One of the most profound questions humans ask is, "Why must we die?" For many traditional Christians, the answer is simple: "For the wages of sin is death" (Romans 6:23).
According to the conventional understanding of the Bible, in the beginning, God created a beautiful and perfect world where all creatures lived in peace and harmony with one another. God also planted an idyllic garden in a place called Eden, and there He placed His most magnificent creation, man. In the beginning, life on earth was happy and all creatures enjoyed a paradise-like existence. In the beginning there was no such thing as death. Neither animals nor man ate meat for food. Instead, all creatures ate renewable plant life, such as grass, leaves, flowers, fruit, etc.
In the second chapter of Genesis we read that God planted a certain tree in the midst of the garden and commanded Adam, saying, "Of every tree of the garden thou mayest freely eat: but of the tree of the knowledge of good and evil, thou shalt not eat: for in the day that thou eastest thereof thou shalt surely die." From this account, many Christians assume that had Adam not eaten the fruit which God had specifically forbidden him to touch, he would have lived forever in the serene and glorious state which God had provided for him.
However, in chapter three of Genesis we learn that both Adam and Eve, his wife, did eat of the fruit from this tree. Since God had said that death would be the consequences of their disobedience, He could not go back on His word. Therefore, death - both spiritual and physical - entered the world as the natural result of sin. And to insure that His word would remain true and valid, God set cherubs to guard the way to the tree of life so that neither Adam nor Eve could partake of its fruit and live forever.
As it says in Ezekiel 18:20: "The soul that sinneth, it shall die." Since everyone who has come forth through the lineage of Adam is born in sin, every person is tainted with a desire to rebel against God and His ways. As Paul told the Romans, "There is none righteous, no, not one" (Romans 3:10). Quoting from the Psalms he continued saying, "there is none that seeketh after God. They are all gone out of the way, they are together become unprofitable; there is none that doeth good, no, not one.... For all have sinned, and come short of the glory of God... Wherefore, as by one man sin entered into the world, and death by sin; and so death passed upon all men, for that all have sinned... The wages of sin is death" (Romans 3:10-12,23 5:12, 6:23).
Therefore, as most Christians understand the Bible, death - both spiritual and physical - is the just reward of the sinner. Death is God's punishment to man for his disobedience, arrogance, ungodly defiance, and selfish attitude and character.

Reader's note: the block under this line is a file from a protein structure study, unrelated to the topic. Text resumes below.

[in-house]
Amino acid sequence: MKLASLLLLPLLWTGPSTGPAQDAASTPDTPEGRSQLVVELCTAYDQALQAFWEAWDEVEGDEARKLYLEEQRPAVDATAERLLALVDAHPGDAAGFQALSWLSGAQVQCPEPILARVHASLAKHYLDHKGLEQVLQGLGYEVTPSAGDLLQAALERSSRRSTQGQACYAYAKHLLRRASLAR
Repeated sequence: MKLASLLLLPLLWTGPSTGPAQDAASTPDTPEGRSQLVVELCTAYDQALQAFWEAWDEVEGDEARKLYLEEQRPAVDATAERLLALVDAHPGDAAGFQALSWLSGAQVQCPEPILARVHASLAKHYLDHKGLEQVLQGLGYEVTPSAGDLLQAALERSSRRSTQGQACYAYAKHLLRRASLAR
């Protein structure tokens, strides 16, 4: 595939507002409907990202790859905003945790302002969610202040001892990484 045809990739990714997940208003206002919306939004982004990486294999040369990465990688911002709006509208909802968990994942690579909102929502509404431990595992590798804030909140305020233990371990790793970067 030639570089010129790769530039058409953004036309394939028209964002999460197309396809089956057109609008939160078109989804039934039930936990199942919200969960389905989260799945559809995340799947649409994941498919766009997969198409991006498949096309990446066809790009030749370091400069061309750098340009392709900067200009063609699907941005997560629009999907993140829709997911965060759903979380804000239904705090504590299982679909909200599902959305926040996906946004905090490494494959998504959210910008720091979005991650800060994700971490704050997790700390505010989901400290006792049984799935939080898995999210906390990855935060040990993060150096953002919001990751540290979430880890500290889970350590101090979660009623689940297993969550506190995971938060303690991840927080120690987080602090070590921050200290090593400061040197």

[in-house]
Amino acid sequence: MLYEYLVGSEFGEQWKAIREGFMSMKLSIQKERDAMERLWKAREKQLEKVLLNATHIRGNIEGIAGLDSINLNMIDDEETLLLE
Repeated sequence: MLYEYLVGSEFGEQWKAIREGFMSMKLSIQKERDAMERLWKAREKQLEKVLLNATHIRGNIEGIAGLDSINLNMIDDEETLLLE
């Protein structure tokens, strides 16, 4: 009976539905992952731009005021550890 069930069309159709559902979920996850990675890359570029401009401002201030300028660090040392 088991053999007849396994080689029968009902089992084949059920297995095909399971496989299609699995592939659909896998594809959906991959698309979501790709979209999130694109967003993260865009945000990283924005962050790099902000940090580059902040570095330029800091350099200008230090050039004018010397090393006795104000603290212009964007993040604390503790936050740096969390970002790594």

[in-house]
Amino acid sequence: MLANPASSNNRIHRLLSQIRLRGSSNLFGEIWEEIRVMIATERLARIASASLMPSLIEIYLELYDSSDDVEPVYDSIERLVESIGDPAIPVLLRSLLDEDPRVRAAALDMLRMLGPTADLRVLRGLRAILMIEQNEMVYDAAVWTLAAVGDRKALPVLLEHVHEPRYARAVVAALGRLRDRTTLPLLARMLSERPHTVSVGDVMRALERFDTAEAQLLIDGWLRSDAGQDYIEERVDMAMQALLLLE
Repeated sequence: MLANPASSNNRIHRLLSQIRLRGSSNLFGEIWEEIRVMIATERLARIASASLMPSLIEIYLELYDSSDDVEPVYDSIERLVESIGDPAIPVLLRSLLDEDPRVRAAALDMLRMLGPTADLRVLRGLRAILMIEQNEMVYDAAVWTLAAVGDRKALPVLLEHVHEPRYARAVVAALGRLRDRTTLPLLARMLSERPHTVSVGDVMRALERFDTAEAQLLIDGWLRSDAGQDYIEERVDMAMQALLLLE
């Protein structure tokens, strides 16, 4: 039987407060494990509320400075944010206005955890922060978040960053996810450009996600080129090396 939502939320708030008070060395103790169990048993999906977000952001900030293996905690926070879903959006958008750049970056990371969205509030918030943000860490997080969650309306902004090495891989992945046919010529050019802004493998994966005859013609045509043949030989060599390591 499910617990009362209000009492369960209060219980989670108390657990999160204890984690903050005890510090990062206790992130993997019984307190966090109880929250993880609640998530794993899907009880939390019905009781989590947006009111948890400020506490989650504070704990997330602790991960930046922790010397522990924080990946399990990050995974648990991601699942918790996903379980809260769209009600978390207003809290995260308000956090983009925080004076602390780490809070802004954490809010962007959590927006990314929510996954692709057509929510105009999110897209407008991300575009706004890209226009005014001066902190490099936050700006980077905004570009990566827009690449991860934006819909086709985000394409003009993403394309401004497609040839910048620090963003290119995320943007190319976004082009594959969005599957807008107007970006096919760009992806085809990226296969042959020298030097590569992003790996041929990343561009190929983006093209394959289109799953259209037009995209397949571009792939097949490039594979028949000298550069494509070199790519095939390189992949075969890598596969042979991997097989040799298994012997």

But more than that, even the rest of creation was contaminated by Adam's sinful act. Animals began to kill one another, thorns and thistle and other noxious plants sprang forth, and even the earth no longer yielded itself easily, as it once did. Now Adam had to work by the sweat of his brow to provide for his needs. What once had been a beautiful paradise quickly became a place fit for Satan and his angels.
And it was for this very reason that God sent His only begotten Son to earth to save and redeem us from the terrible consequences of sin and bring us back into the presence of God to live with Him in glory throughout all eternity.
But how does Christ accomplish this redemption?
According to Christian doctrine there are three ways He does this when we accept Him as our personal Savior. First, by taking upon Him our sins, He paid the penalty for us, thereby washing away our sins with His blood and making us clean and pure before God. Our garments are made white and spotless. Therefore, because of His sacrifice upon the cross, it is as though we had never committed any sin because His death has atoned, or made restitution for every one of them.
The second way He redeems mankind is by "justifying" us. Paul explained to the Romans "Who shall lay any thing to the charge of God's elect? It is God that justifieth. Who is he that condemneth? It is Christ that died, yea rather, that is risen again, who is even at the right hand of God, who also maketh intercession for us" (Romans 8:33,34). In other words, no one can accuse a saved Christian of doing anything wrong because, as our advocate with the Father, Jesus intercedes for us and justifies us before God.